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Thursday, February 3, 2022

The Huge Red Flag And The Job Interview That Wasn't

 It was a chilly, rainy day.  Our heroine, who lives in Virginia, had a job interview scheduled for 11 in Maryland.  Such a commute is not uncommon in her area, but neither is it fast; our heroine had budgeted a little over an hour to account for a Metro ride, a bus or Uber ride, and a buffer to ensure she would not arrive late for such a momentous occasion.

Our heroine prepared extensively for the interview.  She consulted train and bus schedules to ensure that she left home on time.  She prepared herself a large breakfast, so as not to be "hangry" during the interview or on the lengthy trip back home.  She moved the contents of her everyday purse into her professional purse, and then proceeded to double- and triple-check to ensure that she had both her phone and her SmarTrip card.  She donned an appropriate outfit, which is unlike the outfits she would wear were it not for the interview.  Fearing the rainy day frizzies, she even attempted to style her hair.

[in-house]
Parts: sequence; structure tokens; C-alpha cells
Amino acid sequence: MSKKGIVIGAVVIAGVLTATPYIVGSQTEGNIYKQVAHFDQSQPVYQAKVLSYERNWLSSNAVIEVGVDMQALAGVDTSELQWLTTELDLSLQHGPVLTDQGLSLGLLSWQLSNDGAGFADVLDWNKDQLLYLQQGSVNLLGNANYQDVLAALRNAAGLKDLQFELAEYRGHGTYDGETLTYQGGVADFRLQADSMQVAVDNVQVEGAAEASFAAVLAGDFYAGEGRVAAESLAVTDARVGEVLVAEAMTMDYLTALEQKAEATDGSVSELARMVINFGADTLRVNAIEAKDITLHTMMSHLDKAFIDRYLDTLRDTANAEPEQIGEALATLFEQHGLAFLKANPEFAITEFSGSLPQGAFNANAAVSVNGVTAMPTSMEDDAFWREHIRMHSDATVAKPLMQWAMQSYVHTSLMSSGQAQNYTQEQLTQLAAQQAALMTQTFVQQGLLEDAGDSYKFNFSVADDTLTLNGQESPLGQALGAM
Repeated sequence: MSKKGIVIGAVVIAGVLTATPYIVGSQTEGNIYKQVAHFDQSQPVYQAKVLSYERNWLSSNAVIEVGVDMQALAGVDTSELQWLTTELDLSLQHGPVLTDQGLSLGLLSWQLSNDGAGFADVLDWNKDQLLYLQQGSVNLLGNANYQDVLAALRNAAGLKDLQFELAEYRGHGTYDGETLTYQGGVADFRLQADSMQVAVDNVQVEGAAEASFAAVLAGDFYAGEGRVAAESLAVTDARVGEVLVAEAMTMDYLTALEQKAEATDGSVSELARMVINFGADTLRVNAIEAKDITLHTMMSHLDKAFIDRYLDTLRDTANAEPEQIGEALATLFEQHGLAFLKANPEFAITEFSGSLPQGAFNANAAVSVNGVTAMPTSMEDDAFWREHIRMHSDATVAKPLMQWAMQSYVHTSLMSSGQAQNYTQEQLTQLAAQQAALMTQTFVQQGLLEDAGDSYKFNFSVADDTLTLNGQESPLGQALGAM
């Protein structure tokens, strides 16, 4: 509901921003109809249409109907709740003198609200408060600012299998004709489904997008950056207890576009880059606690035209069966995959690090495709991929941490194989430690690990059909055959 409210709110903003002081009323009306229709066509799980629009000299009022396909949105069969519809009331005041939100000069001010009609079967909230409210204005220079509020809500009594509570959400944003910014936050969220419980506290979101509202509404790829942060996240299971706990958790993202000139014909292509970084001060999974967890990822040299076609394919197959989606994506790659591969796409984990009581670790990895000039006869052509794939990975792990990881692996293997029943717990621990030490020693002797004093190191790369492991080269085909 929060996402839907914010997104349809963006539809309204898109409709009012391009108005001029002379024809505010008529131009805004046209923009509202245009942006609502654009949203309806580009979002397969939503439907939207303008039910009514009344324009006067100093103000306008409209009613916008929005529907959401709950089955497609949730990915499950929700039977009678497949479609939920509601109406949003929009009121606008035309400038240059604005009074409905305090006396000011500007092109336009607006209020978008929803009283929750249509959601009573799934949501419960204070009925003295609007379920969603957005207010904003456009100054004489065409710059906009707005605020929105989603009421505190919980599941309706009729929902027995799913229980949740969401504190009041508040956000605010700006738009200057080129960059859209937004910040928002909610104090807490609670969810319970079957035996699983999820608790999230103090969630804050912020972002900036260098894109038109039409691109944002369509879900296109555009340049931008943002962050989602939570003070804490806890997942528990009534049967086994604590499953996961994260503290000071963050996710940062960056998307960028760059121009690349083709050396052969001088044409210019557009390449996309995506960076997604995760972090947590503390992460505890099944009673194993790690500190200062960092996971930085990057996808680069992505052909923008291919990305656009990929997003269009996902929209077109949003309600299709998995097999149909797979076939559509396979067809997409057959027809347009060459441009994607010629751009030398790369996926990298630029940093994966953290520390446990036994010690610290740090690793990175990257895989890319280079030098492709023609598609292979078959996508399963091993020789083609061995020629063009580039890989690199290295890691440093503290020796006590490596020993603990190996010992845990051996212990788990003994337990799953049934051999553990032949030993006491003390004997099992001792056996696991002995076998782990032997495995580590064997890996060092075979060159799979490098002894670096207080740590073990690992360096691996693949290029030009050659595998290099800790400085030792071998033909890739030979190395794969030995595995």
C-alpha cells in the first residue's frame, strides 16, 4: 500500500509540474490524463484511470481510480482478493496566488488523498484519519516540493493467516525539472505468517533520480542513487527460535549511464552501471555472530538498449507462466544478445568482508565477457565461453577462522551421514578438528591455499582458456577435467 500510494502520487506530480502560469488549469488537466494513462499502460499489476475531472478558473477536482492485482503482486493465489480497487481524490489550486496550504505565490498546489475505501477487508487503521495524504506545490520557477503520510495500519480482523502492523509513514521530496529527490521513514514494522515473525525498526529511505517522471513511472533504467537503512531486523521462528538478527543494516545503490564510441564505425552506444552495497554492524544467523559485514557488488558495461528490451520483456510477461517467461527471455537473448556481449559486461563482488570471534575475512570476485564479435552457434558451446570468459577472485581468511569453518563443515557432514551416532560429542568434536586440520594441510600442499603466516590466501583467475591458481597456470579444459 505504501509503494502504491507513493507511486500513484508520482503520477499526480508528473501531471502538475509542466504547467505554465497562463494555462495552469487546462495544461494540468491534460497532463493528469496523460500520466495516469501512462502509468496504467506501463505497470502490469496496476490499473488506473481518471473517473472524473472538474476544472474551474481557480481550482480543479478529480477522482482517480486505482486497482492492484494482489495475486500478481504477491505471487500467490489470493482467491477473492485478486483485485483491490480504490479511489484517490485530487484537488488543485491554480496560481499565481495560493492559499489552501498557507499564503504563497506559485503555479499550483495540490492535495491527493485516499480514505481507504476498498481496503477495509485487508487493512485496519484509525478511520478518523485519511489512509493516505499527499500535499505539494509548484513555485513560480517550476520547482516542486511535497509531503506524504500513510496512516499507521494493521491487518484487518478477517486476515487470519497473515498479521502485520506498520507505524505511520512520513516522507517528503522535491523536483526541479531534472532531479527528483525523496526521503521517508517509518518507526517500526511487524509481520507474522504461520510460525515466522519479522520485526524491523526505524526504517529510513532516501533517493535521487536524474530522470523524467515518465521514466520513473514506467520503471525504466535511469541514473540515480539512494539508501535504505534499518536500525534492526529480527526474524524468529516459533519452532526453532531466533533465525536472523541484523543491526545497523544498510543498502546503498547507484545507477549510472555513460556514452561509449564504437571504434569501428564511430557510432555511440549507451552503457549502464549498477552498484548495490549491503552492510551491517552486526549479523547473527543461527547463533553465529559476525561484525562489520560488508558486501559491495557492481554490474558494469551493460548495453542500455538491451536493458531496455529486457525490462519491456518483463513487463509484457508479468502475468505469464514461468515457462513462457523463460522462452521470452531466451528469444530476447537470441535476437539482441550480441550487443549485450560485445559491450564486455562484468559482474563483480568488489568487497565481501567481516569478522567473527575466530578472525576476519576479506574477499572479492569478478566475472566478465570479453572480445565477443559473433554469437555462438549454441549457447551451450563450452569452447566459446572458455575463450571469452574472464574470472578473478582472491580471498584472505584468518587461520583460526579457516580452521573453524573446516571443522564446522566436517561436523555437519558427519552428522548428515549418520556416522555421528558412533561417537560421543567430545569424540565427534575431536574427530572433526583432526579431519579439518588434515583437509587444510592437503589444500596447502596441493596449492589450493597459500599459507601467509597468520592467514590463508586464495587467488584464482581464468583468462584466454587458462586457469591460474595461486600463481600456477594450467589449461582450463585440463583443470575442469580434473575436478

Our heroine donned her coat, grabbed her umbrella, and braved the rain to walk to the closest Metro station.  She paid her fare at the gate and went to the platform to wait for her train.  She happened to pull her phone from her purse, only to find that she had only moments before received a text message from her interviewer.

Prior to scheduling the interview, the interviewer had inquired as to where our heroine resided and questioned her as to whether she would be willing to make that commute on a daily basis.  Nonetheless, her text message informed our heroine that "something" (unspecified) had come up, and that she would have to move the interview to noon.  And she sent that message after our heroine had already left home for the interview.

As it happens, our heroine has an extensive work history, with multiple jobs.  One lesson she has learned is that employers reserve their best behavior for job applicants they would like to hire.  In other words, however you are treated as an applicant, you should anticipate worse treatment as an employee.  Our heroine, being utterly dismayed by the complete lack of respect for her time, and horrified by the prospect of how she might be treated as an employee, withdrew her application at once.  One red flag seen; one bullet dodged.